President Donald Trump said Friday he is nominating Dan Brouillette to be the top official at the Energy Department, replacing Secretary Rick Perry, and the department said it would not comply with a congressional subpoena for records about Perry’s contacts with officials in Ukraine.
Trump made the announcement about Brouillette on Twitter a day after Perry told the president he would resign from the post this year.
Hours after the president’s announcement, Melissa Burnison, an assistant secretary at DOE, said in a letter to House Democrats that the agency would not provide records they demanded last week from Perry.
In the letter to heads of the House Intelligence, Foreign Affairs and Oversight and Reform committees, which sent the subpoena, Burnison said an official impeachment inquiry had not begun because the full House had not voted to authorize one or delegated the inquiry to another authority.
“By failing to validly authorize the impeachment inquiry, the House apparently seeks to investigate conduct of an impeachable officer pursuant to the legislative power — not the impeachment power of the House,” the letter reads.
The committees allowed until Friday to meet the subpoena, which they sent Oct. 10.
In recent weeks, Perry emerged as a key figure in the House’s Trump impeachment inquiry, and Democratic investigators on House committees are examining Perry’s connections to Trump’s effort to extract political favors from Ukraine in exchange for military aid.
In statements on Twitter, Trump thanked Perry, who the president said is leaving “to pursue other interests” before 2020.
“At the same time, I am pleased to nominate Deputy Secretary Dan Brouillette to be the new Secretary of Energy. Dan’s experience in the sector is unparalleled,” Trump said. “A total professional, I have no doubt that Dan will do a great job!”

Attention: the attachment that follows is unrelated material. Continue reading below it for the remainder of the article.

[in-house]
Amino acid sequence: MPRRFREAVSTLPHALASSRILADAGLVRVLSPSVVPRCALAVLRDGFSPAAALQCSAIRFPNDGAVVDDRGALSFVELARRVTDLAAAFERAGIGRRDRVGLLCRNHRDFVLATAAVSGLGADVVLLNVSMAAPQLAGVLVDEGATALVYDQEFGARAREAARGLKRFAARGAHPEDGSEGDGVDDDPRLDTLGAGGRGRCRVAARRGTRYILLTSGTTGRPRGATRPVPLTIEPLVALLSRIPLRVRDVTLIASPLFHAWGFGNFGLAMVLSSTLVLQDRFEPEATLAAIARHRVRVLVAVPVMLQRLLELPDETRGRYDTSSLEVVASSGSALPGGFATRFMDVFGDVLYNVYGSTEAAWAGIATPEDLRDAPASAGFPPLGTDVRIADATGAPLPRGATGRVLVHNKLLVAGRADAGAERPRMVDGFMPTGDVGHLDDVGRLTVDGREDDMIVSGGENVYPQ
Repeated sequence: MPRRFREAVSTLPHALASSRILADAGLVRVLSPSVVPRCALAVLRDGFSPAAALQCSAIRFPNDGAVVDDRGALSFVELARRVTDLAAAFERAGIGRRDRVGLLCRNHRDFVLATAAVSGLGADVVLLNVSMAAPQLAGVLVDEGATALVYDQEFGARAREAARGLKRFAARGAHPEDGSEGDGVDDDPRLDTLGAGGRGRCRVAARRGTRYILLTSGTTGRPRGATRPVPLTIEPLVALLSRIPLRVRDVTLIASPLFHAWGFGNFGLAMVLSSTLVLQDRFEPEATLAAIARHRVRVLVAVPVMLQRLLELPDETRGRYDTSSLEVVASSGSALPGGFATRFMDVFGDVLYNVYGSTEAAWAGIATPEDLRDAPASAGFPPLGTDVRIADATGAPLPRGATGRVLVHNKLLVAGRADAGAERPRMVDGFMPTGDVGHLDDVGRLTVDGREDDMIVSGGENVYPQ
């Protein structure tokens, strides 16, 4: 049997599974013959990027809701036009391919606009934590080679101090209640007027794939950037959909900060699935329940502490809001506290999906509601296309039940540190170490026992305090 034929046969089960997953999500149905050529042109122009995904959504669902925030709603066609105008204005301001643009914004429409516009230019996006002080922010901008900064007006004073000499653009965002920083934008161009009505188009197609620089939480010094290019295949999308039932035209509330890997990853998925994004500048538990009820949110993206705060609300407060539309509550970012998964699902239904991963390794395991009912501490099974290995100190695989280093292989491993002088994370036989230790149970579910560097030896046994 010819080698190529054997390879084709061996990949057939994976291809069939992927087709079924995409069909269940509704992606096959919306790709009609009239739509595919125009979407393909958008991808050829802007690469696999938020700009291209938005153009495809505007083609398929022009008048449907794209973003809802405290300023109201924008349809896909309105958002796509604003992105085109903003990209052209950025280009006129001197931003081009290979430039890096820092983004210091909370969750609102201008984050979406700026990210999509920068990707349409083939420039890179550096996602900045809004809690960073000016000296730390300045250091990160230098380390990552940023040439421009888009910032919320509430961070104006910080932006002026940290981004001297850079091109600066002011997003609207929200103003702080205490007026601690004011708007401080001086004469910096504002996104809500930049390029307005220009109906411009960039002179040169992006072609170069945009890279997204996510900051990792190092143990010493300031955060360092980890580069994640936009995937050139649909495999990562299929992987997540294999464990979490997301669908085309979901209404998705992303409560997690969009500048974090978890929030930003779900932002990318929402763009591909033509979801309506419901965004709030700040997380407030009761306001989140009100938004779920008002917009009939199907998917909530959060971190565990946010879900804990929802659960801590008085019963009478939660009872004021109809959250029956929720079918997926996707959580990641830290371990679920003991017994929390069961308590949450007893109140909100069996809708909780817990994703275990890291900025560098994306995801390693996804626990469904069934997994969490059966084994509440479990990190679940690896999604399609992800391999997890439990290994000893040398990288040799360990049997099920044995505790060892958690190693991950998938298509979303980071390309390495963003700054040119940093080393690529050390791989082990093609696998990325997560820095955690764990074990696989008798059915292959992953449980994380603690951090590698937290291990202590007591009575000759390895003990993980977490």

It is unclear when Perry will leave and when Brouillette, who has served as deputy secretary since August 2017, will take over as acting secretary before a confirmation process in the Senate.
“Rick has done a fantastic job,” Trump told reporters Thursday in Texas. “But it was time.”
Brouillette worked at DOE during the George W. Bush administration and has followed Perry’s lead on policy.
The two were in lockstep in supporting a plan to require power plants to carry a 90-day supply of fuel at their facilities, a provision that would have benefited coal and nuclear energy companies.
Last year, the Federal Energy Regulatory Commission, the chief federal utility regulator, rejected that proposal, which environmentalists and other energy industries decried as a bailout for coal and nuclear.
Bob Murray, CEO of coal company Murray Energy and a major Trump donor, had advocated for the proposal.
Speaking days later at an Atlantic Council event in Abu Dhabi, Brouillette criticized policies he said amount to a “war on coal” in the country.
“Clearly, fewer coal and nuclear plants mean that the lights will go out and stay out when we face our next emergency,” he said. “From the functioning of our hospitals to the maintenance of our military assets, the results could be catastrophic.”
In its ruling, FERC, which has a majority of commissioners appointed by Trump, said the U.S. electricity supply is not at risk, and experts say renewables do not pose a threat to the power grid.
Brouillette has taken a globe-trotting role at DOE, attending conferences and meetings worldwide to promote the sale and export of natural gas.
In an interview last month with conservative radio-show host Hugh Hewitt, Brouillette said European nations would not meet their climate targets set under the Paris climate agreement of 2015 without nuclear power stations.
“So we get some pressure every now and then from the Europeans and others who, you know, criticize the President for backing out of the Paris accords,” he said. “The bottom line is that none of those countries are going to meet those environmental targets that they have set for themselves without nuclear power.”
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